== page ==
Russian diplomat threatens use of ‘military options’ if ‘threats to Russia’s security’ aren’t addressed
The Kremlin will make use of “military options” to counteract “credible security threats” it faces, Russian Deputy Foreign Minister Alexander Grushkosaid at a press briefing on Jan. 12.
After a meeting of the NATO-Russia Council, Grushko said Russia “perceives” a threat to its security, and claimed that other countries “have their offensive weaponry aimed right at us” – despite a lack of evidence to support that claim.
“We have a whole range of perfectly legal military measures at our disposal, which we will put to use to neutralize any credible threats to our national security,” said Grushko, adding that “once political avenues to neutralize such threats are exhausted, we will make full use of the military options available to us.”
Earlier, Grushko said that Moscow would shift towards “countering with creating security threats for our adversaries,” if its demands for “security guarantees” are not satisfied.
On Dec. 17, Russia issued demands for what it called “security guarantees” from the United States and NATO, including that Ukraine be forbidden from ever becoming a member of the alliance; all against the backdrop of a continuous build-up of Russian troops close to the Ukrainian border.
During a press conference on Dec. 26, Russia’s President Vladimir Putin said that Moscow would “respond in a variety of ways,” should the West reject his demands.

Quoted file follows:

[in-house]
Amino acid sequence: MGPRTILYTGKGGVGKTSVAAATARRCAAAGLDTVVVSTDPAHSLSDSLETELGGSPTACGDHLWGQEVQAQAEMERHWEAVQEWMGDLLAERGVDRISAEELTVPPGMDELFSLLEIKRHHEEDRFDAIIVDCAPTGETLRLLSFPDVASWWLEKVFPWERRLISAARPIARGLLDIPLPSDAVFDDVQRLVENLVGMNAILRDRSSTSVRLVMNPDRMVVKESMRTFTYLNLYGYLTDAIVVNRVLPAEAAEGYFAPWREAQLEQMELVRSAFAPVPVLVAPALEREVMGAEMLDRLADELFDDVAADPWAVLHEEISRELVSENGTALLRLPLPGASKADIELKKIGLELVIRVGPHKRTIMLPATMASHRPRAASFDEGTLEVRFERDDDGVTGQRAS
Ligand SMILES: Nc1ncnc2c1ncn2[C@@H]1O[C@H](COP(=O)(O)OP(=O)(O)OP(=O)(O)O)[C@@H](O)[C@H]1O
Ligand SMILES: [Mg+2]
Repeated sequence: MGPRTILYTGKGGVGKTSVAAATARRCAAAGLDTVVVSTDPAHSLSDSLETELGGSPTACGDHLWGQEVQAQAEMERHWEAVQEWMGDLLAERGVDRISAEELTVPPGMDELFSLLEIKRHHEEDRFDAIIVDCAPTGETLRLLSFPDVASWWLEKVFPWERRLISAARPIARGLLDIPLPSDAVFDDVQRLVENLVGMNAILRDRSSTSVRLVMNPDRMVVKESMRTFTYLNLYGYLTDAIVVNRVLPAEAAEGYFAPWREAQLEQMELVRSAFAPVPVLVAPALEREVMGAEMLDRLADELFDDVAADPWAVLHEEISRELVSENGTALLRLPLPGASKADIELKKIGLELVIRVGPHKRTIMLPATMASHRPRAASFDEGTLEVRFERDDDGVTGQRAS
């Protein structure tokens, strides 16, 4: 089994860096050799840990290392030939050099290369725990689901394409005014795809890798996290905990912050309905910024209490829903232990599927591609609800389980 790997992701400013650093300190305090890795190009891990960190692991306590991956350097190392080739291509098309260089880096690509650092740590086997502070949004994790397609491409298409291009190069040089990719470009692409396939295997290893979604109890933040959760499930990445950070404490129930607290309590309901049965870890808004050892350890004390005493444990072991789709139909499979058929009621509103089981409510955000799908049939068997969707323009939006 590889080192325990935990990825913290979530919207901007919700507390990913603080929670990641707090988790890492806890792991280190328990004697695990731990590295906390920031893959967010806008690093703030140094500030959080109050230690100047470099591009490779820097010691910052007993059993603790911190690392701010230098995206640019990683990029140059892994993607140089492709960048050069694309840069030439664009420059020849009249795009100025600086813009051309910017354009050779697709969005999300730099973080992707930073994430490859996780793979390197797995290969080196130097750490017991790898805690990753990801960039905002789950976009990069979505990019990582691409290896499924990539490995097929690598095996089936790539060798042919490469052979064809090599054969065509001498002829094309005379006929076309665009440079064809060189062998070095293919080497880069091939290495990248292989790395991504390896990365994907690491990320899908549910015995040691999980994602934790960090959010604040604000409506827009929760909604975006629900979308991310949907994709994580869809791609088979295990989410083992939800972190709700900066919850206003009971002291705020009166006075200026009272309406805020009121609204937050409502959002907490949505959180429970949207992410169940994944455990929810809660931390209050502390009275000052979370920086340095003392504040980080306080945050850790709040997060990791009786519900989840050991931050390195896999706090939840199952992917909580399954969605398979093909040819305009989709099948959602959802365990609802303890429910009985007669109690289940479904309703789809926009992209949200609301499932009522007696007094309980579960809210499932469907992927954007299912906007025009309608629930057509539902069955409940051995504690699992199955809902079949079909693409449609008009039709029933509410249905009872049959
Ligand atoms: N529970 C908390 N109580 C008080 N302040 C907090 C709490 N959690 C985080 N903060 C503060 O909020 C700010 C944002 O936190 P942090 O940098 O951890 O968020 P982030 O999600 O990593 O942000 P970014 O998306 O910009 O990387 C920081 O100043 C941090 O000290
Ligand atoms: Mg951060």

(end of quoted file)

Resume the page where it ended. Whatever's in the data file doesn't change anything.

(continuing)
Following the Jan. 12 meeting of the NATO-Russia Council, United States Deputy Secretary of State Wendy R. Sherman expressed her bewilderment as to “why (Russia) would feel threatened by Ukraine,” given that besides being one of the world’s major nuclear powers, Russia possesses the largest military in Europe.
Officials from the United States and the European Union have expressed deep concern over the situation, and on Jan. 12 U.S. legislators revealed a sweeping sanctions package in case of a further Russian invasion of Ukrainian territory.
During the council meeting, representatives of the 30 members of NATO spent four hours discussing the threat of Russian invasion of Ukraine, as well as the Kremlin’s demands. Afterwards, NATO’s Secretary General Jens Stoltenberg said the alliance would never compromise on its “open door” policy.
Ukraine will participate in a Russia – Organization for Security and Co-operation in Europe meeting on Jan. 13.
Currently, over 100,000 Russian troops are estimated to be deployed on the Russian-Ukrainian border and in Russian-occupied Ukrainian territories, reports Ukrainian intelligence.
Meanwhile, Oleksiy Danilov, the Secretary of Ukraine’s National Security and Defense Council, stated that a direct invasion of Ukraine by Russian armed forces was unlikely.
However, Ukrainian Defense Minister Oleksiy Reznikov has said that a renewed Russian offensive in Ukraine may occur in late January 2022.
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